Supporters, opponents of abortion legislation rally at Texas Capitol

Bobby Blanchard

Supporters of abortion legislation in blue and opponents of the bills in orange mixed together at the Texas Capitol Monday night, chanting, screaming and singing over each other.

Two different rallies took place at the Capitol in the evening. One for the abortion legislation and another against it. Thousands of activists and citizens converged together on the South steps.

The rally for the bill, organized by the “Texas Right to Life” organization, featured many nationally known speakers, including former Arkansas Gov. Mike Huckabee, Pastor of First Baptist Church Robert Jeffress and Texas Attorney General Greg Abbott.

Jeffress, who is known for his controversial statements regarding religion, cited a recent survey that found 64 percent of Americans are against abortion in the second trimester.

“The American people are on the side of life,” Jeffress said. “This battle is not between Republicans and Democrats — the battle is between life and darkness."

Abbott, who many expect to announce soon he is running for Texas’s governorship, also spoke to the crowd. He pledged he would fight for the abortion legislation if it got challenged.

“When this bill leaves the statehouse, it is going to wind up in the courthouse,” Abbott said. “And when it does, you'll have an attorney general that has your back."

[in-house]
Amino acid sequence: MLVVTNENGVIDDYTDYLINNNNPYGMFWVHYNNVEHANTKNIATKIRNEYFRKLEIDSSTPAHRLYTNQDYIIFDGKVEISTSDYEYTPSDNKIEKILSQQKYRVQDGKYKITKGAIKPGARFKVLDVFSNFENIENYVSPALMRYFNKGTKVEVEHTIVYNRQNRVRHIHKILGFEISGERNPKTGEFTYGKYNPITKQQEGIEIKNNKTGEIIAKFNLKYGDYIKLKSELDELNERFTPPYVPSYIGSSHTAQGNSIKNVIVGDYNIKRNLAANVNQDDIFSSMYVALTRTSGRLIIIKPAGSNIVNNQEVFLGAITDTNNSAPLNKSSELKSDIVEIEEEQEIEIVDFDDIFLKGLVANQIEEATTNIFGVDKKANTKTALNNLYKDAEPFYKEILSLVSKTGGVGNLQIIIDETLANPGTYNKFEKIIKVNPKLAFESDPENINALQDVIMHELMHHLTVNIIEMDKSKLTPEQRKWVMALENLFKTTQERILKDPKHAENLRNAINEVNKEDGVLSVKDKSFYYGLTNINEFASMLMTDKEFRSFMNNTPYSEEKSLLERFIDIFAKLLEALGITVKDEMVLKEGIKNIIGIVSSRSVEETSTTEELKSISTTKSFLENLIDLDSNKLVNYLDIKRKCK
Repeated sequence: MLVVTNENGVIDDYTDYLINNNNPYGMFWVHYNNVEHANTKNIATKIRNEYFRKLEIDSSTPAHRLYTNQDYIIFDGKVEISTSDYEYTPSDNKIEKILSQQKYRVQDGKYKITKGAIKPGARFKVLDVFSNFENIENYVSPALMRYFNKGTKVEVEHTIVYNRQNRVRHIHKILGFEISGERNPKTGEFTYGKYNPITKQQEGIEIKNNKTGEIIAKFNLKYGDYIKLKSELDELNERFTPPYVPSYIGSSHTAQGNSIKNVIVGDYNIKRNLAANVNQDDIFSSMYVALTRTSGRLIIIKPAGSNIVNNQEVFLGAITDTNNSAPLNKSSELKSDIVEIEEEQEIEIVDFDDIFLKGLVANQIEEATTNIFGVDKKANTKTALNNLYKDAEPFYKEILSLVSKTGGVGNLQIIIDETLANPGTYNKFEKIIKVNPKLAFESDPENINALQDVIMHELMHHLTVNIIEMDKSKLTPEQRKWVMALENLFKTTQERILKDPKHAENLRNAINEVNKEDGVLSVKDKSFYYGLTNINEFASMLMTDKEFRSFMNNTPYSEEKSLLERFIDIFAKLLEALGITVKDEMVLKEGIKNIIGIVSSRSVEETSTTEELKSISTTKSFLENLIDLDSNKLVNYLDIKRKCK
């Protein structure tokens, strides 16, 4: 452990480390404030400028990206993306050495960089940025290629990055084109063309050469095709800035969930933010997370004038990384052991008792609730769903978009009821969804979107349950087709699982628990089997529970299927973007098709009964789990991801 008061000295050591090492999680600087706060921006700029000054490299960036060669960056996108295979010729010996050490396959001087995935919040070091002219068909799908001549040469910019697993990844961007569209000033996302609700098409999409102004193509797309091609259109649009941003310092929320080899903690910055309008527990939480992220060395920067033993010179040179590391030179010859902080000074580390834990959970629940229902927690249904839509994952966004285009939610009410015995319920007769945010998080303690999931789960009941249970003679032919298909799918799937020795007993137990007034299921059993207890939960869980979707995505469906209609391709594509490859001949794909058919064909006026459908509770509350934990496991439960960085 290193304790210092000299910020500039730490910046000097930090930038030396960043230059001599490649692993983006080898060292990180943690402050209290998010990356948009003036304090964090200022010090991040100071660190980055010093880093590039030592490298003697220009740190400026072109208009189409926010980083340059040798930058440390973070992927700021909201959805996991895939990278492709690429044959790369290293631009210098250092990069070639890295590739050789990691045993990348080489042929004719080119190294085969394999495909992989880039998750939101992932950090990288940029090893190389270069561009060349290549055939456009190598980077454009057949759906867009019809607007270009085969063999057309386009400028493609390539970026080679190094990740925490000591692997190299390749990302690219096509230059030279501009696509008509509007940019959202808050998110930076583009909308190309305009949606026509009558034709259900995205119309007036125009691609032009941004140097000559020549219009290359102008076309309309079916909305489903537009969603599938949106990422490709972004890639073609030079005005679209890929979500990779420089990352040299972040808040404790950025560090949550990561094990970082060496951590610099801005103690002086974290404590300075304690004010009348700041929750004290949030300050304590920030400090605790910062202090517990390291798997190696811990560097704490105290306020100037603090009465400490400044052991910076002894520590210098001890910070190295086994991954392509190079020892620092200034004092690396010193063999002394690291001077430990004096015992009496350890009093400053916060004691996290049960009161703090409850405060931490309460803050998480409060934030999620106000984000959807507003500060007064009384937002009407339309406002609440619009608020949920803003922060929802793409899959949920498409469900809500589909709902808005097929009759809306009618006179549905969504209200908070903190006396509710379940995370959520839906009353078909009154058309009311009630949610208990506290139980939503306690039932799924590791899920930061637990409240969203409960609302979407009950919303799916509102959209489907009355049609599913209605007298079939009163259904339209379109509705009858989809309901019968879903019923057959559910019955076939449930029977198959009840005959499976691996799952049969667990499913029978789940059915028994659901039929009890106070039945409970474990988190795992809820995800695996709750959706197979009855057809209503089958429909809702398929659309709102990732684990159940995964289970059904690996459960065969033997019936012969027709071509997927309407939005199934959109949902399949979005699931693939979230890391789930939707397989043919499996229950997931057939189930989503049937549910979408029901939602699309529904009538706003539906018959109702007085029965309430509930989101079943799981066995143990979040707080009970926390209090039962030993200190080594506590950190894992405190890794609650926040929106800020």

Lt. Governor David Dewhurst, who has faced criticism for the way he handled the Texas Senate in the final hours of the first special session, told the crowd the bill would pass.

At 8 p.m., while the anti-abortion rally was still ongoing, a march against abortion legislation started at the Capitol. Protestors and opponents of Senate Bill 1 and House Bill 2 marched down Congress Avenue and back up Lavaca Street, chanting along the way. A Facebook event for the march had more than 3,000 RSVPs.

At one point, the march paused outside Texas Gov. Rick Perry’s mansion and chanted “come and take it.”

Marchers moved up the Capitol’s south lawn as the anti-abortion rally was ending, and opposing sides merged into a single, hectic crowd.

The bills filed on abortion in the second special session would ban abortion after 20 weeks, increase requirements at abortion clinics and heighten regulations on abortion-inducing drugs. Supporters of the bill claim it would make the procedure safer, and opponents say it would make getting an abortion more difficult.

Follow Bobby Blanchard on Twitter @bobbycblanchard.